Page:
7-10-01, 8:30 p.m.
Updated: 7-11-01, 2:15 p.m.
BY GEOFF HOBSON
The Bengals agreed to terms with their second draft pick in as many days Wednesday when sixth-round pick Riall Johnson secured a three-year deal believed to be in the $970,000 range.
As the 168th pick in the draft, Johnson, a linebacker from Stanford, figures to get about a $74,000 signing bonus. The sides wouldn't divulge terms, but agent Ray Anderson said his client got slotted with the $73,000 given the 170th pick and the $77,000 secured at 167.
Now the Bengals can only hope the signing of their first-round draft pick will be as easy as the fifth-round deal that got done Tuesday.
It certainly won't be done as quickly.
Victor Leyva, an Arizona State offensive lineman who can potentially play all five spots, became the first Bengals' draft pick to sign when he agreed on a three-year deal for what is believed to be a little more than $1 million.
The Bengals and the agent for first-round pick Justin Smith could have their first in-depth discussions Wednesday.
Like past years, the battle lines seem already drawn. The Bengals want to do a straight deal with a big signing bonus in the first year instead of guaranteeing in some form money in future years.
Agent Jim Steiner has indicated he thinks there could be an element of guaranteed money, but he has held off on elaborating until he studies the Michael Vick contract's more closely.
Steiner said Tuesday there was no imminent news, but he already indicated last week he's unconcerned that Vick is the only first-round pick signed.
"I think that's just the nature of it," Steiner said. "You don't get going until you really have to and training camps don't start until the third week in July. I'm confident we can work with the Bengals."
Of course, one of the reasons it is slow is because
that lone first-rounder signed a deal the clubs detest. The Bengals included. Because of the extension of the collective bargaining agreement this year, there's a limit to six-year contracts.
That limits the pro-ration on the signing bonus, so the Falcons responded by spreading Vick's overall No. 1 choice signing bonus into guaranteed money in future years.
"That blows out the rookie pool," said Bengals President Mike Brown. "That means Vick is still going to get his money, but some veteran isn't. That's not how the rookie pool was meant to operate and we want to use it the way it was intended to be used."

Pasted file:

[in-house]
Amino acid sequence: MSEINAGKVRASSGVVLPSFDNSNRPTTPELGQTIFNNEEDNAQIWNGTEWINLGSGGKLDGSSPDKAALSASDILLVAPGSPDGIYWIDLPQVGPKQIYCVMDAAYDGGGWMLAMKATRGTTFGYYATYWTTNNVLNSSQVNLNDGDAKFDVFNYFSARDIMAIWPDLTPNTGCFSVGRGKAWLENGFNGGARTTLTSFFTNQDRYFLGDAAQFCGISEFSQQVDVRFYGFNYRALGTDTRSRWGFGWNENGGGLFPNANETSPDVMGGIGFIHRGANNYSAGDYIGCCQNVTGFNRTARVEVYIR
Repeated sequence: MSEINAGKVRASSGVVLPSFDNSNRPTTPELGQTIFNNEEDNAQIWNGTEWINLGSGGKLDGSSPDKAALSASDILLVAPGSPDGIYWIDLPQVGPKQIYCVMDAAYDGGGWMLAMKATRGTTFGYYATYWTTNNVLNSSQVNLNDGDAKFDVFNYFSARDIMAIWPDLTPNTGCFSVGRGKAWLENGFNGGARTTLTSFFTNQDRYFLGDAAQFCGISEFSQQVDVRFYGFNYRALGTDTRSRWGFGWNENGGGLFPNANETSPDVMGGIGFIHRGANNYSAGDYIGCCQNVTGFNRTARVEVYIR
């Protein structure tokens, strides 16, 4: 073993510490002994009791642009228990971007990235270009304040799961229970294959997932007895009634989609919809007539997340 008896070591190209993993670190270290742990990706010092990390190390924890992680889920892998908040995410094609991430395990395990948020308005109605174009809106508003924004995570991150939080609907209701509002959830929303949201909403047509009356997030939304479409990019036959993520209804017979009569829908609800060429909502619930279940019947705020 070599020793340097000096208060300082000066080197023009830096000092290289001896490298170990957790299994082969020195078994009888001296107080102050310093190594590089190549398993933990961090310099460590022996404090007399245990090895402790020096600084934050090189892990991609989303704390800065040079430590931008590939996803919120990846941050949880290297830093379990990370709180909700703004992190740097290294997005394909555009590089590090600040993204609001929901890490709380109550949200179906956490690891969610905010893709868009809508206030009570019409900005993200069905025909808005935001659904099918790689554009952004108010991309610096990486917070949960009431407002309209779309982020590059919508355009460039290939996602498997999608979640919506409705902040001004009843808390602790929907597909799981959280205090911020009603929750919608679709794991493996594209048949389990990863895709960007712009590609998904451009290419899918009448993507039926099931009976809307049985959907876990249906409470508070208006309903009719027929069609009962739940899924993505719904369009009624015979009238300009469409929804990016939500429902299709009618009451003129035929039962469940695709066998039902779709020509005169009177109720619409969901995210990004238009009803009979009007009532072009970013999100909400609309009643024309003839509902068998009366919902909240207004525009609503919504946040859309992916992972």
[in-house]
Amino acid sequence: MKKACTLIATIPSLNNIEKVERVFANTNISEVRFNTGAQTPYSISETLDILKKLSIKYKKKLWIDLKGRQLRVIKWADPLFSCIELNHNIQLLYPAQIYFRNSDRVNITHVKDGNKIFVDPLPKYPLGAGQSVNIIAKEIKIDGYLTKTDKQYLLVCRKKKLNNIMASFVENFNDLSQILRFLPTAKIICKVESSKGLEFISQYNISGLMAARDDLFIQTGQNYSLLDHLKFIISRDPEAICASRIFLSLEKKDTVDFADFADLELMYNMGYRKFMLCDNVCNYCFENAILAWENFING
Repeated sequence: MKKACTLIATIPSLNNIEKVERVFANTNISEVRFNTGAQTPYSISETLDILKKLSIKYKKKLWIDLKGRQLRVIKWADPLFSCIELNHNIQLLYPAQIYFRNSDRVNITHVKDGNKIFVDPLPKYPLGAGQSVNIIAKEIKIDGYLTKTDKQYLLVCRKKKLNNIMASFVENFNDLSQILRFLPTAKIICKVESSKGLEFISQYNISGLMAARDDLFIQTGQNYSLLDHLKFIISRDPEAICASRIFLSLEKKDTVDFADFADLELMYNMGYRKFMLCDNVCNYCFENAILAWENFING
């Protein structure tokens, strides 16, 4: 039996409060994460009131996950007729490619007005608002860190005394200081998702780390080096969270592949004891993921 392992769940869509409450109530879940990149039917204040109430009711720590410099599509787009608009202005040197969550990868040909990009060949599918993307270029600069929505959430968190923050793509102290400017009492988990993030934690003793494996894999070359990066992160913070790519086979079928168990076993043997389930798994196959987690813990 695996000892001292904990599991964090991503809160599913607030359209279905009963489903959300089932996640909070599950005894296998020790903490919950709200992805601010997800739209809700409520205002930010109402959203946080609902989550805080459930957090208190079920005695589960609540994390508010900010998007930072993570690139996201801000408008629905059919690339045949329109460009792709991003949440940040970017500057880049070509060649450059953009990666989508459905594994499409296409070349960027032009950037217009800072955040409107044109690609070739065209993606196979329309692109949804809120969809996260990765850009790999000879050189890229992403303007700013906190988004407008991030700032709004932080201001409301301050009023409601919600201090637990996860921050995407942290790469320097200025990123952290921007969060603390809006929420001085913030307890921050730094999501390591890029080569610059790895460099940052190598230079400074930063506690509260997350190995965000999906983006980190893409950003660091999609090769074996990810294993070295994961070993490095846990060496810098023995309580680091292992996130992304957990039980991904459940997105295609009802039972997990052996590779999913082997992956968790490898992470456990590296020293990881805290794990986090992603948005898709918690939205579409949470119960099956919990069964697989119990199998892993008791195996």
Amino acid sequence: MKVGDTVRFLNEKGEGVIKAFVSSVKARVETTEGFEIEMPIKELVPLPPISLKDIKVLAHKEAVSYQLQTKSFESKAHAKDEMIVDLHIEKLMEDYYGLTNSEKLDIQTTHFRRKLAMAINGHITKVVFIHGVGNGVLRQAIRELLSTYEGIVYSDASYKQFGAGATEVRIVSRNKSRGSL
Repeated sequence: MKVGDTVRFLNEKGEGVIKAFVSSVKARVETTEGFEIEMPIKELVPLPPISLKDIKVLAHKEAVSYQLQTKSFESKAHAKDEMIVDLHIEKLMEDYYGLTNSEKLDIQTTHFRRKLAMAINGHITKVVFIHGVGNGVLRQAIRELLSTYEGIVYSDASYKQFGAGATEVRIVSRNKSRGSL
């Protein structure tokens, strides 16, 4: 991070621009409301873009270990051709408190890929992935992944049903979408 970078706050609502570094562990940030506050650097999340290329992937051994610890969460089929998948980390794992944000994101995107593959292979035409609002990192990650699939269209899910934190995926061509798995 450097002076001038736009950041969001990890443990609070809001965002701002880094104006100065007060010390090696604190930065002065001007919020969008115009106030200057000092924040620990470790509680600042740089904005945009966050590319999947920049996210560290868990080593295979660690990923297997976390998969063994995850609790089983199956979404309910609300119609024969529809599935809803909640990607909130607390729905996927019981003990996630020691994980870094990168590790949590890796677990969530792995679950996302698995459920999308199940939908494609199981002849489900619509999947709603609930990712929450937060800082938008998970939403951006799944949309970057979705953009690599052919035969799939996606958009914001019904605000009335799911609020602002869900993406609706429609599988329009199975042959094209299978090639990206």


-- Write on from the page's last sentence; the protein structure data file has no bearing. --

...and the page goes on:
Katie Blackburn, the Bengals executive vice president doing the deal, says she is open-minded about structure heading into the negotiations. Which gives Steiner a lift because dating to Dan Wilkinson's then-record deal in 1994, Blackburn has been bold about using non-conventional methods.
Brown agrees with Blackburn and Steiner that the process is usually slow: "For the last several years, it's been the norm that one half of the first-rounders aren't into camp on time. I think there has to be a better way. I think the system has sand in the gears. I think teams have figured out not to expend their energy early."
Like Steiner, Blackburn isn't concerned Smith isn't in the fold yet. Even though Peter Warrick, like Smith the fourth pick, was done the first week in June.
There were different dynamics at work there. Warrick had already changed agents once since the draft, so there was urgency. And one of his new representatives, the Cincinnati-based Jim Gould, is Blackburn's Indian Hill neighbor.
"This will get done in good time. I think we'll have most of our guys in camp on time," Blackburn said.
Leyva, his agent Ken Zuckerman, and Bengals scout Duke Tobin helped the cause by getting Tuesday's deal done. Neither side would divulge numbers, but it's believed Leyva got about the same $125,000 signing bonus that the player behind him (Atlanta receiver Vinny Sutherland) received.
"Duke really did a nice job. He was very up front and aggressive," Zuckerman said. "The Bengals proved they wanted to do the right thing."
Sutherland's deal is a perfect example of the effect the Vick deal had on the other Atlanta rookies. The diversion of the bonus allowed the Falcons to go out of the 7-9 percent raise off last year and get into the 10 percent area. Teams like the Bengals who want to do a straight deal can't do that, but apparently Leyva got close to a 10-percent jump off last year's 135th pick.
"We don't go by what other teams do," Tobin said. "We do what's best for us."